10 Tips When Combining Fonts

10 Tips When Combining Fonts

10 Tips When Combining Fonts

Chris Pidsley


24 Sept 2022

When it comes to fonts the choices are endless, each weight, style and size has the ability to create a completely different design and picking which ones to use can be a big challenge, especially when there’s multiple fonts involved.

However there are certain rules which can certainly help when choosing fonts, which have the capability to really bring a design to life. So here are my top 10 tips to adhere by when you’re wanting to combine fonts within the same design, whether it be for email, digital, or print.

#1. Try to use the same font families

Font families are a classification to determine which fonts go together. These classifications are: Serif, Sans-Serif, Cursive, Fantasy and Monospace. So putting two fonts together that are both serif will make life a lot easier in terms of narrowing down the choice of fonts as well as making sure the design looks like a purposeful and cohesive composition.

This however is a rule that can be broken (sometimes)…

#2. It’s ok to use serif with sans serif

Contrary to what was said above about using fonts from the same family, it can be beneficial sometimes to pair a Serif font with a sans-serif. This allows a headline or key word to stand alone as an important or even decorative element with the sans-serif acting as further information or a more formal sub-header.

#3. Don’t use fonts that are too similar

Using two fonts with too much of a similar look causes the whole composition to look messy and cluttered. It would be like trying to pair two colours together that were similar but just a little off. It causes distraction and ultimately takes the viewer or reader out of the experience of what should be a simple and effective design, contrast is key.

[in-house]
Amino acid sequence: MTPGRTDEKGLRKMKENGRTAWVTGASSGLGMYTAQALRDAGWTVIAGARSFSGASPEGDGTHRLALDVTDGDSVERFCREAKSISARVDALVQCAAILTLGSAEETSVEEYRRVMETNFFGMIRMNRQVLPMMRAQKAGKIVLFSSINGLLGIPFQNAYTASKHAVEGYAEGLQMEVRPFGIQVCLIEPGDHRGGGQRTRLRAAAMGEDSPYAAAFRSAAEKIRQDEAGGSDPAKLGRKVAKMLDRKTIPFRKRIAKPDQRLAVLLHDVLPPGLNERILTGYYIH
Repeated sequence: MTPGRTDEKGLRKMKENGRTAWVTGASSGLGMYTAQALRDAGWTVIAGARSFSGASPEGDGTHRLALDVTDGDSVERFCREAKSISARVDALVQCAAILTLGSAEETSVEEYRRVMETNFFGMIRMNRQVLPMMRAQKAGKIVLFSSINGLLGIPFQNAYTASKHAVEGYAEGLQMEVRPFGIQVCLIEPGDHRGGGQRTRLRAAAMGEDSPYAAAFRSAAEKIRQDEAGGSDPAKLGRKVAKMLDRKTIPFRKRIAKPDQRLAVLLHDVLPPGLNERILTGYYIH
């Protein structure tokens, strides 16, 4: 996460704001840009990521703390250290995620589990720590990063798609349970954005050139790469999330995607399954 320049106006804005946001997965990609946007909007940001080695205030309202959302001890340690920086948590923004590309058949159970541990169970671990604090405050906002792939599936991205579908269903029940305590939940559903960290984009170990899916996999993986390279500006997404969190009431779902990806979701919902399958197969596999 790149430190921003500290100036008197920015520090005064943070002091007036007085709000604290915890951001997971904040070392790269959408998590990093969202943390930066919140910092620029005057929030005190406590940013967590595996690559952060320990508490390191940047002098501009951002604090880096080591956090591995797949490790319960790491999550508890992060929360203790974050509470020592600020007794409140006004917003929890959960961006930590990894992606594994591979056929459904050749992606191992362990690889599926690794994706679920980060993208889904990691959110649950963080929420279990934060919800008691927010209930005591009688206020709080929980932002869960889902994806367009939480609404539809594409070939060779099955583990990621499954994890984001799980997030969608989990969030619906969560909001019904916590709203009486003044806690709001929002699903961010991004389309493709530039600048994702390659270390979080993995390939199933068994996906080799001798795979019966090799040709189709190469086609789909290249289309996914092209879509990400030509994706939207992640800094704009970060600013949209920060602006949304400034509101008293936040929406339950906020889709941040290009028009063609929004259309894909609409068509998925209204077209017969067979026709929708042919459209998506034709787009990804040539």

#4. Don’t use fonts that are too different

Although contrast is the general rule for combining fonts you can go too far in this direction. Much like when fonts are too similar, a font can be so wildly different to the other that it becomes jarring. Try and choose two fonts that have a similar characteristic such as weight or x-height. Even though the style may be different, if they share a common characteristic the contrast should still work.

#5. Use contrasting weights

When deciding which font to use it helps to choose one that has a vast array of weights to experiment with. The contrast of a bold font like Arial Black compliments the finer Aktiv Grotesk with a natural heir-achy without an aggressive juxtaposition. It makes it easier to distinguish the two fonts as providing two separate pieces of information.

#6. Keep to the Rule of 3

A general rule designers use when picking fonts is to stick to 3. Too many different fonts cause clutter and the source of any good design is allowing elements room to breathe. Fonts can be altered within their parameters such as their weight, size or by being italicised. This provides contrast without having to use a different font each time.

#7. Use Contrasting Kerning

Another way to differentiate two similar fonts is by mixing the kerning. Having a headline with a normal or tight kerning and then a sub-header with a looser kerning establishes two different messages whilst retaining the cohesion. This should be limited though, as too much kerning can result in an illegible word and therefore cause the communication to be disrupted.

#8. Use complimentary moods

Fonts give off a noticeable feeling and mood. We know when a font feels playful and when one feels a bit more serious. When choosing fonts to pair, try and pick two with similar moods. One may have curves whilst the other is straighter but they evoke the same emotion and tone of voice.

#9. Use traditional fonts with decorative

This combination can work both ways as either a decorative header or a decorative sub-header. It establishes two contrasting moods and affects the impression of the content differently. If the headline is presented in a formal or more traditional font it shows how the subject of the content is serious or established and the decorative sub-header draws the eye down and adds a fun flourish. With the header as a decorative font the whole content is changed in terms of mood to a more festive or casual context, with a formal sub-header to provide the formal information.

#10. Make it legible

Lastly, the most important thing when combining fonts is to just make sure they can be read! Regardless of if you’ve followed the other rules, if you can’t read the chosen fonts together then they definitely don’t work. Be sure to consider how the fonts will be presented in terms of digital or print, have a play around and see what works best.




Got a project or want to know more about what we do? Drop us a message here, and we'll get back to you.




Got a project or want to know more about what we do? Drop us a message here, and we'll get back to you.

© 2011-2024 Action Rocket Ltd. All rights reserved.